... The perplexing problem is to give even a tentative translation for ki. It may be relatively easy to give a linguistic or analogical explanation. To render ki into a single foreign word is almost impossible.
If a person knows the Japanese language, we can begin to explain ki by referring to its many compounds and convey a general sense of the term. If not, we are forced to come up with a foreign equivalent. Since we lack a precise equivalent, the translation will depend on the emphasis we place on the diverse dimensions of ki. That is, we can stress the spiritual aspect (spirit, soul, ethos), the affective aspect (sense, intuition, feeling), or the psycho-physiological aspect (breathing, breath). If we understand ki as primarily spiritual, we can speak of spirit in English, esprit in French and Geist in German. If we approach it from the affective side, it would be something like feeling, or intention in English and Stimming in German. If the psycho-physiological aspect is emphasized it would be close to the Greek psyche or English ether.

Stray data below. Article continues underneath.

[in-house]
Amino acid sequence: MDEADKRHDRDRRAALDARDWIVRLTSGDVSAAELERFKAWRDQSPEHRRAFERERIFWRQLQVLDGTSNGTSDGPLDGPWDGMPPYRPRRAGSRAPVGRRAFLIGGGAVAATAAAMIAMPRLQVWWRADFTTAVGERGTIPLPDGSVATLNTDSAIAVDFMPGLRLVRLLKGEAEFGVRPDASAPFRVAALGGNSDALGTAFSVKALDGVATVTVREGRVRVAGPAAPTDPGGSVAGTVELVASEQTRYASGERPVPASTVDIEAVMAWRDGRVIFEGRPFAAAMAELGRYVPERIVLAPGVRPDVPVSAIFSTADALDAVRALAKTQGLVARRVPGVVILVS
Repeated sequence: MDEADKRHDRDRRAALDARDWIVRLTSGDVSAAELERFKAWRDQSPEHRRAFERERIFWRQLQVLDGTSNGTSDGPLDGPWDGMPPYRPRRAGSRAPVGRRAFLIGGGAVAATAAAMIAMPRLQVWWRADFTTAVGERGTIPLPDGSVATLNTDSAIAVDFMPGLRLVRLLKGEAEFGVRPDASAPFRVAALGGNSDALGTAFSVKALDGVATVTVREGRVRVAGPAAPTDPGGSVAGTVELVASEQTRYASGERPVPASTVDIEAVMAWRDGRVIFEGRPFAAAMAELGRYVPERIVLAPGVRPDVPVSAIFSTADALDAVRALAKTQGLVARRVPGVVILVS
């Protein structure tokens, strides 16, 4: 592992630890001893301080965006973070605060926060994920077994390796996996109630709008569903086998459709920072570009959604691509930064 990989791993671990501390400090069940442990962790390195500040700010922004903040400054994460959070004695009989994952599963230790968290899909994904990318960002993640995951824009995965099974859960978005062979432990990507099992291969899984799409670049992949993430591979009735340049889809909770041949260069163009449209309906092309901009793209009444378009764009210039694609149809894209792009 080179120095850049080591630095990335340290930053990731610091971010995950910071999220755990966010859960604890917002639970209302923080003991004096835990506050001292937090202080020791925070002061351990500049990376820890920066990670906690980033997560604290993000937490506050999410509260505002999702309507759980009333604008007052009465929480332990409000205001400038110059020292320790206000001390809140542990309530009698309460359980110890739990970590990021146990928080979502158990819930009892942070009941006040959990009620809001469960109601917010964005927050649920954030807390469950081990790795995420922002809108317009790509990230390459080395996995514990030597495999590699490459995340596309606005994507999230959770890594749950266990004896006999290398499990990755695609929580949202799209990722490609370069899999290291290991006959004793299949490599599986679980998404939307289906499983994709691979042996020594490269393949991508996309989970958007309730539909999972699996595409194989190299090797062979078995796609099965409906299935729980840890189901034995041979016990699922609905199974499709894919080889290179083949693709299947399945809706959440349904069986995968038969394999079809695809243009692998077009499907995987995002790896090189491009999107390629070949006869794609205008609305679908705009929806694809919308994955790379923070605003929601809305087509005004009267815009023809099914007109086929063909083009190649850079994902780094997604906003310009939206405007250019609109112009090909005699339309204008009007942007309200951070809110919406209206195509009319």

On pages 25-26, the Doshu writes,
We may hear students say that "It is a feeling of some kind of energy coming forth from mind and body in harmony." Or "It is a strange, vital power which appears unexpectedly at times from an unknown source." Or "It is the sense of perfect timing and matched breathingexperienced in practicing aikido." Or "It is a spontaneous, unconscious movement which refreshes mind and body after a good workout," and so forth.
Each answer is valid in the sense that it is a true reaction gained through actual personal experience. And being a direct expression of a felt condition, it contains a certitude that cannot be denied. If this is so, the differences in responses is negligible, and the great variety attests to not only the difficulty in precisely defining ki but shows that the depth and breadth of ki defies coverage by a single definition.
From Kisshomaru Ueshiba The Spirit of Aikido, page 30, 1984.